3. Sisters Act
When lively lounge singer Deloris Van Cartier (Whoopi Goldberg) sees her mobster beau, Vince LaRocca (Harvey Keitel), commit murder, she is relocated for her protection. Set up in the guise of a nun in a California convent, Deloris proceeds to upend the quiet lives of the resident sisters. In an effort to keep her out of trouble, they assign Deloris to the convent’s choir, an ensemble that she soon turns into a vibrant and soulful act that gains widespread attention.
Many of Goldberg’s scenes are funny, and there’s an older nun (Mary Wickes) who has some great one-liners, and when the swinging nuns start rocking in the choir, that’s almost as funny in the movie as it was in the trailer.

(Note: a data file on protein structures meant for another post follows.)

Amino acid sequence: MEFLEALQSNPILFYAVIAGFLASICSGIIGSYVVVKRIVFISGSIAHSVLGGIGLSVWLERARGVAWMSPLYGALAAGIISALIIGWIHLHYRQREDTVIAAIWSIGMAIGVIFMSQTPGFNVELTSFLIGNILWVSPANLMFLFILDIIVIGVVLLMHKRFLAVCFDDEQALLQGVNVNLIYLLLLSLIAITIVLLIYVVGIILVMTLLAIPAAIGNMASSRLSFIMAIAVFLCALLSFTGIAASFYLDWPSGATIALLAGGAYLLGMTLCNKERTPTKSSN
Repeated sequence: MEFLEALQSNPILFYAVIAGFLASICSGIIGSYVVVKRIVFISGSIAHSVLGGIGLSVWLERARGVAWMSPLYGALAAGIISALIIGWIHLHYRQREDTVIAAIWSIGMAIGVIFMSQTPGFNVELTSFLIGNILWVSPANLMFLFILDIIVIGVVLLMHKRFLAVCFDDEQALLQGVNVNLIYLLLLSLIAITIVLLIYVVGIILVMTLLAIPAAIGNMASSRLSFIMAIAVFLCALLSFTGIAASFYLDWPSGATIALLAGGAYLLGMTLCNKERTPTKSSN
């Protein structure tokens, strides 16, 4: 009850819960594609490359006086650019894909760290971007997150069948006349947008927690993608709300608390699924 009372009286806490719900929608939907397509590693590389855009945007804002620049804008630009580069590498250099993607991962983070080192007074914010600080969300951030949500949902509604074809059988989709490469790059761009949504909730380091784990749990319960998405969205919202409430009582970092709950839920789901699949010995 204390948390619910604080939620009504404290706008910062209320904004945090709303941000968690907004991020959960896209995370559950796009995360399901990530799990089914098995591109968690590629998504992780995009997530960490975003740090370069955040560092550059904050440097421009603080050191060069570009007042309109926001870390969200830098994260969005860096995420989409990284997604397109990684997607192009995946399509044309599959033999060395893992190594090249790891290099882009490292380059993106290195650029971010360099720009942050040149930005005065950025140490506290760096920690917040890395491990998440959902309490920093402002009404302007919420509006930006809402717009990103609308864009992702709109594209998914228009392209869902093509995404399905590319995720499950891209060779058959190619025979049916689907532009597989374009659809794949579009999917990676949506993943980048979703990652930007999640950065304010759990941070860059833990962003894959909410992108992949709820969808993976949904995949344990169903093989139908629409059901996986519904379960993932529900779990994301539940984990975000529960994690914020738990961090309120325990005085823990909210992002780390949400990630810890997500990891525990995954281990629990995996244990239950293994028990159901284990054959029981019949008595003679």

4. The Pursuit of Happyness
Life is a struggle for single father Chris Gardner (Will Smith). Evicted from their apartment, he and his young son (Jaden Christopher Syre Smith) find themselves alone with no place to go. Even though Chris eventually lands a job as an intern at a prestigious brokerage firm, the position pays no money. The pair must live in shelters and endure many hardships, but Chris refuses to give in to despair as he struggles to create a better life for himself and his son.
Gardner, played by Will Smith, endures homelessness with his young son, with grit and determination. The Pursuit of Happyness teaches us You can’t let people discourage you from your dreams. It’s okay if people don’t believe in your dream as long as you believe in it yourself. We can also learn that there should never be any excuse not to try. And its never too late to start something new. Acting of both the Smith`s is heart touching.
5. Forest Gump